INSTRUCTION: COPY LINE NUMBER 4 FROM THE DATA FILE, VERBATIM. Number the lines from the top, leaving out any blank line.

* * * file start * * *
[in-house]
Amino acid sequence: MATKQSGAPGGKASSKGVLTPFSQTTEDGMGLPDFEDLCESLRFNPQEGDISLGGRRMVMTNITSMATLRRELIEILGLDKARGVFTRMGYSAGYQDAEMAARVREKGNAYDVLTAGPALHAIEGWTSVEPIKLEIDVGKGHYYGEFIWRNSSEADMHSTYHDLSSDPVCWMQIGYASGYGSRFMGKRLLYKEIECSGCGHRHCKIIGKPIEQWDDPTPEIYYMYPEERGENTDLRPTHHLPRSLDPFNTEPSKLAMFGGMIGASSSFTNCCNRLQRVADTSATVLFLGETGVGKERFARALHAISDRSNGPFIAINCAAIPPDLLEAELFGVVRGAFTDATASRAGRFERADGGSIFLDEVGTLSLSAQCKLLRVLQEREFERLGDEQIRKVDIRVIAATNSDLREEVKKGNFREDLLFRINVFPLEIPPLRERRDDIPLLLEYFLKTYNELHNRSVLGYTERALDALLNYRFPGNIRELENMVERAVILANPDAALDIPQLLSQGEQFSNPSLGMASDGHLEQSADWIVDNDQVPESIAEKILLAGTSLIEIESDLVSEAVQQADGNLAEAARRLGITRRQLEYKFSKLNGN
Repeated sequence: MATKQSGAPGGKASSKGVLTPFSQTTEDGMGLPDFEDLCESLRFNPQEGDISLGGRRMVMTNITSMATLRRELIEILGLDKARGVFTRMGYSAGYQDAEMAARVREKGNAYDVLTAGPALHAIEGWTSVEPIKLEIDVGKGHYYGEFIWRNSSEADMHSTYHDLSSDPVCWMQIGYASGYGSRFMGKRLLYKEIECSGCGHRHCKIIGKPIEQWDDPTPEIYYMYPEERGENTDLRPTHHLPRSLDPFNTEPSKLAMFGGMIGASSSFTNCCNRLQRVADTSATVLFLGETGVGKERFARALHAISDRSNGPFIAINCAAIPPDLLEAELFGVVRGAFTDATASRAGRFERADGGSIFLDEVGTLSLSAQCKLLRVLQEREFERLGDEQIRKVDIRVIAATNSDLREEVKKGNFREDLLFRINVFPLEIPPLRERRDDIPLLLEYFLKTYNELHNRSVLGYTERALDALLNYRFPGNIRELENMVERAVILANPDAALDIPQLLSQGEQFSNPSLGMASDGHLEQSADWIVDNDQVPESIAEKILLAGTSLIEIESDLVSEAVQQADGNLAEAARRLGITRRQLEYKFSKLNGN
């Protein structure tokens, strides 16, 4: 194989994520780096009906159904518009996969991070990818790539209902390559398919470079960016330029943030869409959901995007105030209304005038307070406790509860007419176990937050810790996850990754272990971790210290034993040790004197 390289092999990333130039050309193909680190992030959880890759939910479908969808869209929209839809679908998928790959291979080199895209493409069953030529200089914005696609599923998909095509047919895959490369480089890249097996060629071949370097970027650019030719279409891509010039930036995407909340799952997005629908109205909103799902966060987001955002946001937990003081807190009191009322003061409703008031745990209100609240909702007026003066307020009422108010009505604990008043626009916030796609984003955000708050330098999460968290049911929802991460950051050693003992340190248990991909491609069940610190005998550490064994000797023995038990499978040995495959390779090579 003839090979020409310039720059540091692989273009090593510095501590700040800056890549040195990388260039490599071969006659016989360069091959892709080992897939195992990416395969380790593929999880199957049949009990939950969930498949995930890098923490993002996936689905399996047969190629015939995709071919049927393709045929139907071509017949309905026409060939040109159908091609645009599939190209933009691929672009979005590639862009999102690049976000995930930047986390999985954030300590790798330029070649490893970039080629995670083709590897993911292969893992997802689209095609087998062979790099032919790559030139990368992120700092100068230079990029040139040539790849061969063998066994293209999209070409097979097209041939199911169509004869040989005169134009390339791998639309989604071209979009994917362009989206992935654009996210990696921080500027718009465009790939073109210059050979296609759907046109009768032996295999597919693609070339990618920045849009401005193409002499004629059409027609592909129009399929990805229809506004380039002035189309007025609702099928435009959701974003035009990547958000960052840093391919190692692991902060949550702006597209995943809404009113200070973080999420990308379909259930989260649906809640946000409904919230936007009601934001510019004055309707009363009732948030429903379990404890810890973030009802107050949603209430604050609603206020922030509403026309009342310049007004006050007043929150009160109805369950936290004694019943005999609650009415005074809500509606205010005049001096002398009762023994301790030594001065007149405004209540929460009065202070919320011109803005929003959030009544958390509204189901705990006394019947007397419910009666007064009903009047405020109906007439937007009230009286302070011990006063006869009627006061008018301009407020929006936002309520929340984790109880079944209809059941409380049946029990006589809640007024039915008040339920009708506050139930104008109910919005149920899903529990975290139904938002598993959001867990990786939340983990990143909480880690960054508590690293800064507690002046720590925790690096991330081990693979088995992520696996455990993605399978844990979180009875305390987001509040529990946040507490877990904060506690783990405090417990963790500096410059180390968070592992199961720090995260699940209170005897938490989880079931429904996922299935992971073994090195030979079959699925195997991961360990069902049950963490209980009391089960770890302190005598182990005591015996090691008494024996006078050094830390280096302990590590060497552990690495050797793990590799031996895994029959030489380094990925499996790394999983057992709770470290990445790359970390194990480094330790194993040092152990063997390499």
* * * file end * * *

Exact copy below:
């Protein structure tokens, strides 16, 4: 194989994520780096009906159904518009996969991070990818790539209902390559398919470079960016330029943030869409959901995007105030209304005038307070406790509860007419176990937050810790996850990754272990971790210290034993040790004197 390289092999990333130039050309193909680190992030959880890759939910479908969808869209929209839809679908998928790959291979080199895209493409069953030529200089914005696609599923998909095509047919895959490369480089890249097996060629071949370097970027650019030719279409891509010039930036995407909340799952997005629908109205909103799902966060987001955002946001937990003081807190009191009322003061409703008031745990209100609240909702007026003066307020009422108010009505604990008043626009916030796609984003955000708050330098999460968290049911929802991460950051050693003992340190248990991909491609069940610190005998550490064994000797023995038990499978040995495959390779090579 003839090979020409310039720059540091692989273009090593510095501590700040800056890549040195990388260039490599071969006659016989360069091959892709080992897939195992990416395969380790593929999880199957049949009990939950969930498949995930890098923490993002996936689905399996047969190629015939995709071919049927393709045929139907071509017949309905026409060939040109159908091609645009599939190209933009691929672009979005590639862009999102690049976000995930930047986390999985954030300590790798330029070649490893970039080629995670083709590897993911292969893992997802689209095609087998062979790099032919790559030139990368992120700092100068230079990029040139040539790849061969063998066994293209999209070409097979097209041939199911169509004869040989005169134009390339791998639309989604071209979009994917362009989206992935654009996210990696921080500027718009465009790939073109210059050979296609759907046109009768032996295999597919693609070339990618920045849009401005193409002499004629059409027609592909129009399929990805229809506004380039002035189309007025609702099928435009959701974003035009990547958000960052840093391919190692692991902060949550702006597209995943809404009113200070973080999420990308379909259930989260649906809640946000409904919230936007009601934001510019004055309707009363009732948030429903379990404890810890973030009802107050949603209430604050609603206020922030509403026309009342310049007004006050007043929150009160109805369950936290004694019943005999609650009415005074809500509606205010005049001096002398009762023994301790030594001065007149405004209540929460009065202070919320011109803005929003959030009544958390509204189901705990006394019947007397419910009666007064009903009047405020109906007439937007009230009286302070011990006063006869009627006061008018301009407020929006936002309520929340984790109880079944209809059941409380049946029990006589809640007024039915008040339920009708506050139930104008109910919005149920899903529990975290139904938002598993959001867990990786939340983990990143909480880690960054508590690293800064507690002046720590925790690096991330081990693979088995992520696996455990993605399978844990979180009875305390987001509040529990946040507490877990904060506690783990405090417990963790500096410059180390968070592992199961720090995260699940209170005897938490989880079931429904996922299935992971073994090195030979079959699925195997991961360990069902049950963490209980009391089960770890302190005598182990005591015996090691008494024996006078050094830390280096302990590590060497552990690495050797793990590799031996895994029959030489380094990925499996790394999983057992709770470290990445790359970390194990480094330790194993040092152990063997390499």